What’s Your Old Kindle Worth? (Updated)

Kindle trade in

Amazon has a promotion going on encouraging you to trade in your old Kindle. It sounds pretty simple. You answer a few questions about your Kindle’s condition to get a trade in quote. Then, print the label and send it in. Amazon will verify the condition and apply a gift card to your account.  You also receive a $20 discount good towards the purchase of a new Kindle, Kindle Paperwhite, Kindle Voyage or Kindle for Kids bundle.

You can trade in any of the following e-ink Kindles:

  • 1st Generation Kindle
  • Kindle 2nd Gen Free 3G
  • Kindle 2nd Gen U.S. Wireless
  • Kindle 5th Gen (black) Wi-Fi
  • Kindle 4th Gen (graphite) Wi-Fi
  • Kindle Touch Wi-Fi
  • Kindle Touch Wi-Fi + 3G
  • Kindle DX (white) 3G
  • Kindle DX (white) U.S. Wireless
  • Kindle DX (graphite) 3G
  • Kindle Keyboard (white) Wi-Fi + 3G
  • Kindle Keyboard (graphite) Wi-Fi
  • Kindle Keyboard (graphite) Wi-Fi + 3G
  • Kindle Paperwhite 6th Gen Wi-Fi
  • Kindle Paperwhite 6th Gen Wi-Fi + 3G
  • Kindle Paperwhite 5th Gen Wi-Fi
  • Kindle Paperwhite 5th Gen Wi-Fi + 3G

Have a broken one? No worries. Even non-working Kindles are eligible for trade-in.

There are limitations, terms and conditions to the offer which expires on March 31, 2015*. You can find out more info here.

I have several working 1st generation Kindles I need to decide what to do with. This might be worth checking into as an option, although the last time I checked the trade in values, they weren’t offering a lot. I think it would be a no-brainer for a non-working device or one whose battery doesn’t hold a charge anymore. It is a great incentive to recycle or upgrade a device.

Are you interested in trading in your old Kindle towards a new one?

*Updated to add that I think this may be a misprint as the promotion just appeared, but I am  checking with Amazon to verify.

*Update 2: I spoke to Kindle customer service and they assured me that this offer is indeed still valid. The CS rep I spoke to also thought that this was a typo (it is the first day of 2016) and that would be she would be initiating a support request for someone to check the web page copy.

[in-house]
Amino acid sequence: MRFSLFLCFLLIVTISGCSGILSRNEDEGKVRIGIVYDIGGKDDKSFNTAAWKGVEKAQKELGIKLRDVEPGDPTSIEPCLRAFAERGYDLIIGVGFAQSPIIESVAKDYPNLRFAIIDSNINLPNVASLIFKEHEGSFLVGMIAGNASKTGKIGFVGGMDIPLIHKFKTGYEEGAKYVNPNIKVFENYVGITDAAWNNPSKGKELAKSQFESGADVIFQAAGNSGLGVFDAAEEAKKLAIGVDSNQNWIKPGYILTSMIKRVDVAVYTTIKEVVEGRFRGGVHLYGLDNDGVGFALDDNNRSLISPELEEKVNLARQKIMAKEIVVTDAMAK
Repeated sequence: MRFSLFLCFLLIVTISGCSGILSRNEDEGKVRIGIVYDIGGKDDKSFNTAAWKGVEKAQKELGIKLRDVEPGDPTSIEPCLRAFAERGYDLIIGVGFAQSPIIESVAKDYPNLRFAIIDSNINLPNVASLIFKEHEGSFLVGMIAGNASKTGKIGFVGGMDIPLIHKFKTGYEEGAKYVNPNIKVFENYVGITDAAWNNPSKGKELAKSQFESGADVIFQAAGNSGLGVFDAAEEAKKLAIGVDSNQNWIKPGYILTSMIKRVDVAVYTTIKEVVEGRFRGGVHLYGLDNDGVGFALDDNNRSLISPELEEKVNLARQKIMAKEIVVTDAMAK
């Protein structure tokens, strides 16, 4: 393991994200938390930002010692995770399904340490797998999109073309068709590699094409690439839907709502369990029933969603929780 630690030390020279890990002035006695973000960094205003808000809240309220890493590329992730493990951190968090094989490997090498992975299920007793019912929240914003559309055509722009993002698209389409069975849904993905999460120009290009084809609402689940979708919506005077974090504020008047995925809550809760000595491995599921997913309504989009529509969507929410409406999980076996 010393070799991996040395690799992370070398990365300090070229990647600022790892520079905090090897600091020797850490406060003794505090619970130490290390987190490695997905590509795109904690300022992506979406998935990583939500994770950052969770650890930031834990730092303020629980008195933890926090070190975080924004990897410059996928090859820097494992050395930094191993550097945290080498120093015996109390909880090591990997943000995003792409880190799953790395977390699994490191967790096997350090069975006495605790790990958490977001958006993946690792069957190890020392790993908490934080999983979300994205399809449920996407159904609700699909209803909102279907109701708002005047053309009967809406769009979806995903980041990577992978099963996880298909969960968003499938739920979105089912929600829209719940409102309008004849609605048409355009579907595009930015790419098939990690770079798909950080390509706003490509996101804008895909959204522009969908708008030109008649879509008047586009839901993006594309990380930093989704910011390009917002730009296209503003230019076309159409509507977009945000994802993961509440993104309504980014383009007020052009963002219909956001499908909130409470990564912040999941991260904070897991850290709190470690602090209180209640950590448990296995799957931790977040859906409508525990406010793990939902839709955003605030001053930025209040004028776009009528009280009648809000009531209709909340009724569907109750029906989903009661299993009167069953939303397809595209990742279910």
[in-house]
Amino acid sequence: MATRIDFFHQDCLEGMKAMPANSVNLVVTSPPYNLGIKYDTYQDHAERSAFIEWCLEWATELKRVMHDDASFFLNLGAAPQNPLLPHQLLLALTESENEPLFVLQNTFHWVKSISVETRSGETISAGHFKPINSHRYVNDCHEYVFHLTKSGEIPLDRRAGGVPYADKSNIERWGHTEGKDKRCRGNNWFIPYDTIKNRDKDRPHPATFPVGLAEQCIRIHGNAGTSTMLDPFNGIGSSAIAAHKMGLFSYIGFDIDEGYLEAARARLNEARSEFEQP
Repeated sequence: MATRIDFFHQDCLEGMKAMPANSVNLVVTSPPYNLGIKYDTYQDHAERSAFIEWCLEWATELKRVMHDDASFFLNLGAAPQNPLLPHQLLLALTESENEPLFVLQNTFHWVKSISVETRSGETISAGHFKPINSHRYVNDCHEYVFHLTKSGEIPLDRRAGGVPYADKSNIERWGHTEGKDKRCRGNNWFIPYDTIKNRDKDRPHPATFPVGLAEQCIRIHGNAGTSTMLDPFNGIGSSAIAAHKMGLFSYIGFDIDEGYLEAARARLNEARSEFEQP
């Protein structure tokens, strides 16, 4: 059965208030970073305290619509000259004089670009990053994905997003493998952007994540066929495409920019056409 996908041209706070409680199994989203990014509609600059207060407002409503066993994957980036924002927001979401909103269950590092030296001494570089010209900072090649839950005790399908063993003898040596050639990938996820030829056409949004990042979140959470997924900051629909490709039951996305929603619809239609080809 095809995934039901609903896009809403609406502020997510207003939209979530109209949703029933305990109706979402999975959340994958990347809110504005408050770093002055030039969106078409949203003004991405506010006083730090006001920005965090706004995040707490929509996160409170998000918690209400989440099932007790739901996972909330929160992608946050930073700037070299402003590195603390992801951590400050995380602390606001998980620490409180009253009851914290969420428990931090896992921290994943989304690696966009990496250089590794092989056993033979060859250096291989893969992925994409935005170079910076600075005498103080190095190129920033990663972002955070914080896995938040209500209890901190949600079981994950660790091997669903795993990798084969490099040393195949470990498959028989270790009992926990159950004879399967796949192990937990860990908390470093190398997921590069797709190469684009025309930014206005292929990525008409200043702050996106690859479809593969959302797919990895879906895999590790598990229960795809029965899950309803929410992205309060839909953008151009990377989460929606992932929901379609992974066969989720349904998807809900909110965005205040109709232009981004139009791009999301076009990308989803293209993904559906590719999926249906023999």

*Update 3: The first date was a typo. This offer ends on March 31, 2016.

Happy Public Domain Day 2016

pdd2016January 1st is the day that works with expiring copyrights would enter the public domain. In the United states, the number of works entering the public domain is zero. Because of extensions in US Copyright law, no works will enter the public domain here until 2019. 😦

Every year, the Duke University Center for the Study of the Public Domain website writes about the works that would have entered the public domain under the old copyright laws.  This year, works from the year 1959 would have entered the public domain: Films like North by Northwest by Hitchcock, Books like Goldfinger by Ian Fleming, music like Kind of Blue by Miles Davis, early episodes TV series like Rod Serling’s The Twilight Zone or Rawhide, classic science fiction like Robert Heinlein’s Starship Troopers and Walter Miller’s exquisite Canticle for Leibowitz.

For me personally, Miller’s Canticle for Leibowitz is a particular travesty because it is not yet available as an ebook, although you can get it in paper (from a publisher I’ve never heard of) or in audio. I suspect the book is an absolute rights nightmare. If you read the Wikipedia entry on the novel, it says that it was originally published as magazine articles, then as a hardcover, and has been published in both paper and hardcover over 40 times since then. The original book publisher itself has changed hands several times.  Even the NPR radio play version has been been removed from the Internet Archive due to rights issues.


Anyway, as you ponder the fact that the Kindle version of Starship Troopers that’s selling for $9.99 could actually be free in some alternate universe with different copyright laws, check out Duke’s article on the work that would have entered the public domain this year. There’s a special section for pre-1976 copyrights whose copyrights would have expired. The article addresses the orphan works issues as well.